Across the street from the Jasper County Historical Museum is a collection of outbuildings containing some of the most important treasures and artifacts of the county’s history, but few visitors ever see the contents of those tall red barns.
Rarely does someone think of visiting the Ag Building, 1875 Barn or the Engine House, which, upon first glance, look like regular ol’ machine sheds that Iowans should be all too familiar with. Perhaps someone has a cornfield hidden behind those buildings along the 1700 block of South 15th Avenue West and needed easy access to a combine harvester. Perhaps not.
The reality of it is by the time guests finish scouring the museum’s many historical displays, they are so full of information that they go belly up, pack the family into the car and head on home for the day.
It’s a shame, too, because the agricultural exhibits and primitive farming equipment stored inside those buildings is just as important as the automatic washing machines and other advanced technologies Maytag was responsible for creating during the Newton company’s heyday.
Now that the privately funded museum is celebrating its 40th anniversary, maybe this will be the year people will be curious enough to step into those big barns to learn more about the history of agriculture and the wind industry in Jasper County. Which, for those paying close enough attention, are still important qualities in the area.
Bill Perrenoud, executive director of the Jasper County Historical Museum, barely keyed into the Engine House before spoiling what was beyond its doors: a vast garage full of old school, turn-of-the-century farming machinery.
His eyes lit up as he gazed upon the massive Minneapolis Steam Engine. Perrenoud admitted he has a love of steam-powered machines, and he’ll tell you everything he knows about them if given the chance, as he will with most exhibits at the museum. Telling stories is all part of the job.
“We’re telling the story of the past of Jasper County,” Perrenoud said. “We have pictures of the very first cabin that was built in Jasper County over by the memorial room. We have the last Maytag appliance that was produced in Newton that was signed by everyone.”
It might come as a surprise to some people (or maybe just a surprise to this history-deprived reporter) but there was more than just one washing machine business in the town of Newton, the county seat and the most populated town in Jasper County.
Perrenoud said there were five businesses specializing in washing machines at one point. Newton, he described, was the “washing machine capital of the world.” Those who frequent the museum ought to know that already, but Perrenoud said it is quite common for folks to stumble upon new information or experience those “aha” moments.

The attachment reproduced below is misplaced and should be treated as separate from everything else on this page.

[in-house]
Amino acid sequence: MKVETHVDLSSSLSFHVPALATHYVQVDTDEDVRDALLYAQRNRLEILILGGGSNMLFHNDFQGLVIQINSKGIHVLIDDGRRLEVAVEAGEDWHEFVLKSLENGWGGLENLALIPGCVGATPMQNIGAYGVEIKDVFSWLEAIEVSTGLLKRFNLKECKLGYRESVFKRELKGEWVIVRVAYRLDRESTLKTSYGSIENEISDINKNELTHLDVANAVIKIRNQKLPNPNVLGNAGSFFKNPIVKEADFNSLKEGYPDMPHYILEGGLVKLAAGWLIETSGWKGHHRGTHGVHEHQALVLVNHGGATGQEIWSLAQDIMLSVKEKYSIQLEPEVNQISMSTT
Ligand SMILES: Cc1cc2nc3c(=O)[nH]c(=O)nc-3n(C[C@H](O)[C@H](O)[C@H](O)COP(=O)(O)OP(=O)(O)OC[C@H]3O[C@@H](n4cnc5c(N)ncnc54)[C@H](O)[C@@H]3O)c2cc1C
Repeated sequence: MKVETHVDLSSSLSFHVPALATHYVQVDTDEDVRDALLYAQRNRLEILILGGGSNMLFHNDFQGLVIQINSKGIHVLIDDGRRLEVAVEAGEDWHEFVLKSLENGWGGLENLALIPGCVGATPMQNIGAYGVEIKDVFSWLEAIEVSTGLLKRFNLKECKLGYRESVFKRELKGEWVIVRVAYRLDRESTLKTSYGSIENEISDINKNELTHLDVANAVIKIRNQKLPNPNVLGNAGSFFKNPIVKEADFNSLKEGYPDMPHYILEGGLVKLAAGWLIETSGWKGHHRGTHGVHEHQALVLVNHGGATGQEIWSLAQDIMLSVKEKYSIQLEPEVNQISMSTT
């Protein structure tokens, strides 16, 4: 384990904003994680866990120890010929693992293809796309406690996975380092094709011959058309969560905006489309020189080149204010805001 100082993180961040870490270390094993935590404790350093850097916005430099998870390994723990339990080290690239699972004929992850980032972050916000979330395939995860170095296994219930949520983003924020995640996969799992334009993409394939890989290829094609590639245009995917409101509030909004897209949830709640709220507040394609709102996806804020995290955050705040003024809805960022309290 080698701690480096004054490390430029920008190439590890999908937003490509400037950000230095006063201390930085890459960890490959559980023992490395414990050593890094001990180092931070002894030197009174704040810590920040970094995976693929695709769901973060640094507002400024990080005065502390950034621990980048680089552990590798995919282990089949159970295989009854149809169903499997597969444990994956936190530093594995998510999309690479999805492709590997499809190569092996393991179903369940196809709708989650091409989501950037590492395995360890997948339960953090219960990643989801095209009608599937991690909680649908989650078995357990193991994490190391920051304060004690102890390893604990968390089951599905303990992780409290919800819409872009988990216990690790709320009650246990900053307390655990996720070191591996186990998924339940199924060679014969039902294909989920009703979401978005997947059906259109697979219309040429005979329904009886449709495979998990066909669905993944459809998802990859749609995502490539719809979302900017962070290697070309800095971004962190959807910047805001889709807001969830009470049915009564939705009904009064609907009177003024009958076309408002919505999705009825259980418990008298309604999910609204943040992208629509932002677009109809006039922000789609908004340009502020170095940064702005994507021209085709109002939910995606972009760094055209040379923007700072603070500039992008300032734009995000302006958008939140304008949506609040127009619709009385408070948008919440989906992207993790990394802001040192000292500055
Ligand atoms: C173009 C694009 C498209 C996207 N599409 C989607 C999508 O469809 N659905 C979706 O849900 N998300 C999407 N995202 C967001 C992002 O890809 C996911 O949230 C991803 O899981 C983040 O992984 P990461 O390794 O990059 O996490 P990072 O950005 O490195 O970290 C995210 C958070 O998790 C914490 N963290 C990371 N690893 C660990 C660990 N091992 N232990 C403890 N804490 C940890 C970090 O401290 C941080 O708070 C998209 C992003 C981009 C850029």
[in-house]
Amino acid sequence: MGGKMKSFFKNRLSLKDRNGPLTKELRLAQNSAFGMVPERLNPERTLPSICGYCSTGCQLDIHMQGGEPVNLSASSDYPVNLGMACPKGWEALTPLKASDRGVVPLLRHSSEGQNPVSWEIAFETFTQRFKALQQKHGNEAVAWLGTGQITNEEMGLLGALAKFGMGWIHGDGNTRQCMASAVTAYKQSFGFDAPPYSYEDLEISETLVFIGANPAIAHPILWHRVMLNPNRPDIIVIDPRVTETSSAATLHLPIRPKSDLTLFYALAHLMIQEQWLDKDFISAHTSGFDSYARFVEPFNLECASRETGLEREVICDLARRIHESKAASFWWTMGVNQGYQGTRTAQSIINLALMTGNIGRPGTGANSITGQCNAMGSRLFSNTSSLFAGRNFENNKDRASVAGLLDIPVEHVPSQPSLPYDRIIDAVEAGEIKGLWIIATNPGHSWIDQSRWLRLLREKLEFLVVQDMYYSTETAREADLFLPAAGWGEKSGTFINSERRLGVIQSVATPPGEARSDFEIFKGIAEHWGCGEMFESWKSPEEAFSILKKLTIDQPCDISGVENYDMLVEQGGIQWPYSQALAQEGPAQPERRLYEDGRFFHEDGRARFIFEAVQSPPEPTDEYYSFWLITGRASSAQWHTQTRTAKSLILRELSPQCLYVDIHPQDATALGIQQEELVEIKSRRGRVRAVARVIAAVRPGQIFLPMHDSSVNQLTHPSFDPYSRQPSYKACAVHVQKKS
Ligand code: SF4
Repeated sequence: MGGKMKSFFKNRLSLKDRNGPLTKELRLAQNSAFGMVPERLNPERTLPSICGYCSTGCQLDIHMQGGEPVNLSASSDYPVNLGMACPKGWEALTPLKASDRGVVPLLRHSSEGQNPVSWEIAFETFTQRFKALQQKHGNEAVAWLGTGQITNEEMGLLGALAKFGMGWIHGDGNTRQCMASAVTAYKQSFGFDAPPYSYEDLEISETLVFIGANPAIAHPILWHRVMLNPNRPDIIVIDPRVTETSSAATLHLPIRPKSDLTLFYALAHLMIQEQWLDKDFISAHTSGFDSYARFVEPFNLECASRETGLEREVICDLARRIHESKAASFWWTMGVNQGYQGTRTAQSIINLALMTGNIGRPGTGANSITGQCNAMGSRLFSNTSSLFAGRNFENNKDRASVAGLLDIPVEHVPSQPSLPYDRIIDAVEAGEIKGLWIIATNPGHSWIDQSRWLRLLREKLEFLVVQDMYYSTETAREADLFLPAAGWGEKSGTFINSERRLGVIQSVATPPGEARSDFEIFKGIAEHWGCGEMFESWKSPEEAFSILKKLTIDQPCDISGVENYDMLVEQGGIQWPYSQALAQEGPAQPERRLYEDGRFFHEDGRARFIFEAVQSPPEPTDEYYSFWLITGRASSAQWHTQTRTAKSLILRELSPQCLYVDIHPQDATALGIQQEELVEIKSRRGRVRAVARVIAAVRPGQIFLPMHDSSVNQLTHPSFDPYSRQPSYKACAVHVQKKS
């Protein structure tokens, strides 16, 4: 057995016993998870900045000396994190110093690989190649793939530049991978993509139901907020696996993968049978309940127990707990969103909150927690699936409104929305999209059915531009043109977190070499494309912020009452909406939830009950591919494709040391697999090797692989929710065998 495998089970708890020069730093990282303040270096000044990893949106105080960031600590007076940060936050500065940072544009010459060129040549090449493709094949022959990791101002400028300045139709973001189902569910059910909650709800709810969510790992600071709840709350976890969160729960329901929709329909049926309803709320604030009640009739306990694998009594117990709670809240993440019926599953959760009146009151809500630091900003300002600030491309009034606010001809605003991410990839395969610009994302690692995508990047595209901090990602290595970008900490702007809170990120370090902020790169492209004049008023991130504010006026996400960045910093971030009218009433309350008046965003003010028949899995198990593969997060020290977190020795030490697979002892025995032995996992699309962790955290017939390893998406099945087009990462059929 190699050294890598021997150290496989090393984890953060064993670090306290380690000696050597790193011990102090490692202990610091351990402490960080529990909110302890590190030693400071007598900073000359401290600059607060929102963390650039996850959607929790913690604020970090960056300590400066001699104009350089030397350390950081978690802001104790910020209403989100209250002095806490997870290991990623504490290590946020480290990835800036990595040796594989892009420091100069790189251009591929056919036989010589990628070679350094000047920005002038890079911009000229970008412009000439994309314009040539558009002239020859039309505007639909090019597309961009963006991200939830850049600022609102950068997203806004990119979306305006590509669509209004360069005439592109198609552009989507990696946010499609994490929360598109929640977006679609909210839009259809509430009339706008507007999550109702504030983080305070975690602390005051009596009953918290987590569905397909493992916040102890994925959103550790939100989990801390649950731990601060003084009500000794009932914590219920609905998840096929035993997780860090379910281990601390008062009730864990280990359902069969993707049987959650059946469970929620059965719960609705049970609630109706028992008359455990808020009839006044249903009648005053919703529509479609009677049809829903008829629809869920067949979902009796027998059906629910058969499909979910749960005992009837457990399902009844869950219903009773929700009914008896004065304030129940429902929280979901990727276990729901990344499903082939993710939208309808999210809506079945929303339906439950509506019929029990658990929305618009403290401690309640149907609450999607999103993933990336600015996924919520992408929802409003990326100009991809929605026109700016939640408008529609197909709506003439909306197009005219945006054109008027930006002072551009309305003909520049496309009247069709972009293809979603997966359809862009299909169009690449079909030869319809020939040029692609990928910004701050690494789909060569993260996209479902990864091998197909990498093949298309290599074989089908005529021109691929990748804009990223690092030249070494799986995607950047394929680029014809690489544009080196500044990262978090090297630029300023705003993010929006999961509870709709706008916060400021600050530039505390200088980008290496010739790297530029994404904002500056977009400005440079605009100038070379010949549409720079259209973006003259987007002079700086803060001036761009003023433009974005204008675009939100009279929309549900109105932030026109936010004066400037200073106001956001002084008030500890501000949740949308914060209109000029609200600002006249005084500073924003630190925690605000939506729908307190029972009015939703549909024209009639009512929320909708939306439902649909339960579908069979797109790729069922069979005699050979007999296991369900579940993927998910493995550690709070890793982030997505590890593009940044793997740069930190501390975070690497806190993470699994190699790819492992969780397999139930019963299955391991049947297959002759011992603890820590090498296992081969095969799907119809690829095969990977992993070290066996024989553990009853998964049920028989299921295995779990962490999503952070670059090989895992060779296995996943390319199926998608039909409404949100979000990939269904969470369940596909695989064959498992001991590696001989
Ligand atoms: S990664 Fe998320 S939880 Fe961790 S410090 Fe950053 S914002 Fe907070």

Expanding the story of Jasper County’s past is no doubt one of the museum’s greatest strengths. Having artifacts on display is great and all, but Perrenoud said it is the stories behind those artifacts that makes the museum and the area’s history so intriguing.
“To me, museums are of a valuable purpose in showing what it was like way back when and how that all worked, and it might help them understand why things are the way they are now,” Perrenoud said.
For instance, he added, the “hidden treasures” tucked away in the barns adjacent to the museum offer more insight to the progression of farming in Jasper County. Preserved equipment and tools show just how advanced technology has become for farmers. Exhibits of old-yet-still-familiar businesses like the Newton Seed Store further develop the story of agriculture.
“Newton and Baxter and Colfax and Monroe and all the other communities that are a part of Jasper County didn’t survive on washing machines. They survived on agriculture,” Perrenoud said. “(The barns) across the street show some of the components of that agricultural business to show people what they did, how it worked.”
As do the displays of Newton’s staple washing machine business, among other exhibits in the museum. Of course there is more to Jasper County’s history than its farming roots and successes in industry. Countless stories are still waiting to be told.
What better time to hear about them now that the museum is four decades old.
“Folks, if you haven’t been here yet, this would be a great time to come and see it,” Perrenoud said.
Contact Christopher Braunschweig at 641-792-3121 ext. 6560 or firstname.lastname@example.org